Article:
New from NCRC, a DC hub for nonprofits, events and work

The Just Economy Club is the national network for individuals who support NCRC’s work to make a Just Economy a national priority and a local reality.

Now it’s also a physical place: a hub for members to meet, work and host events in Washington, DC.

The new Just Economy Club in DC, housed on the 3rd floor of NCRC’s headquarters at 740 15th St. NW,  is designed for social sector nonprofits and events. It’s in the historic Union Trust building at 15th and H Streets, just around the corner from The White House.

The  club offers members private offices with room for teams of up to eight people, shared desks for open plan co-working, a lounge and kitchen for casual work and meetings, A/V-equipped conference rooms and a state-of-the-art theater for briefings, workshops, training or social events for up to 100 people.

NCRC planned to launch the new space in 2020, just as the COVID-19 pandemic hit, but then put it on hold.

The opening now comes as many organizations are planning how and when to resume face-to-face work and events, and how to balance that with a mix of office and remote teams and work from home.

The Club is ideal for big organizations that want to downsize their real estate footprint, and smaller organizations that want a creative space with flexibility for teamwork, private offices and larger meetings when they need it. It’s also a unique and flexible space for seminars, briefings, workshops and social events.

With COVID, most DC office work shifted to work from home, meetings moved to Zoom, and many people became comfortable with that and don’t want to resume daily commutes.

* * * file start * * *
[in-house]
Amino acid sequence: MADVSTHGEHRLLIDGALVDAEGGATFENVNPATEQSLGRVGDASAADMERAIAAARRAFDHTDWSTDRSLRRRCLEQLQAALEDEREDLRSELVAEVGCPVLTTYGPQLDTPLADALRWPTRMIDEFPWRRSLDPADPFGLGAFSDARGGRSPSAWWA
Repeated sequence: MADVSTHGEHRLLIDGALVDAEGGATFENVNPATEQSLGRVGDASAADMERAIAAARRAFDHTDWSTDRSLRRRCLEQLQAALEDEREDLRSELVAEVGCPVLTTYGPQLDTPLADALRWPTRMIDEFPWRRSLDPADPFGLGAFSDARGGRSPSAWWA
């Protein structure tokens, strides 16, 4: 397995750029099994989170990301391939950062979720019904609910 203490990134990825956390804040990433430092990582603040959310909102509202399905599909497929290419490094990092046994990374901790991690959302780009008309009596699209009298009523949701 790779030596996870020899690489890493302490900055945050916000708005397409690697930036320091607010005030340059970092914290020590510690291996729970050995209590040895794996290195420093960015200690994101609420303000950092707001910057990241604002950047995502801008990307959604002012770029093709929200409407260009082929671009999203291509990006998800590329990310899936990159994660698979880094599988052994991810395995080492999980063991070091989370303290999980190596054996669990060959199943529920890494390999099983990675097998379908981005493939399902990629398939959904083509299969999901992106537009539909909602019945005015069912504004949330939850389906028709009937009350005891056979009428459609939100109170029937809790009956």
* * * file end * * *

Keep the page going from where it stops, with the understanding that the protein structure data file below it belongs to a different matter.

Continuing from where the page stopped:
But at the same time, even as the delta variant has complicated the timing of return to office work and meetings, many people are also desperate for face-to-face experiences, and companies still want a place for teamwork, meetings, mentorship and a mailing address.

The building is already home to a number of national nonprofits and institutions, along with NCRC, including the League of Conservation Voters, the Poverty and Race Research Action CouncilThe Grassroot Project and New America.
To join, schedule a tour or learn more, go to: www.justclub.org/meetwork.

Print Friendly, PDF & Email

Redlining and Neighborhood Health

Before the pandemic devastated minority communities, banks and government officials starved them of capital.

Lower-income and minority neighborhoods that were intentionally cut off from lending and investment decades ago today suffer not only from reduced wealth and greater poverty, but from lower life expectancy and higher prevalence of chronic diseases that are risk factors for poor outcomes from COVID-19, a new study shows.

The new study, from the National Community Reinvestment Coalition (NCRC) with researchers from the University of Wisconsin–Milwaukee Joseph J. Zilber School of Public Health and the University of Richmond’s Digital Scholarship Lab, compared 1930’s maps of government-sanctioned lending discrimination zones with current census and public health data.

Table of Content

  • Executive Summary
  • Introduction
  • Redlining, the HOLC Maps and Segregation
  • Segregation, Public Health and COVID-19
  • Methods
  • Results
  • Discussion
  • Conclusion and Policy Recommendations
  • Citations
  • Appendix

Complete the form to download the full report: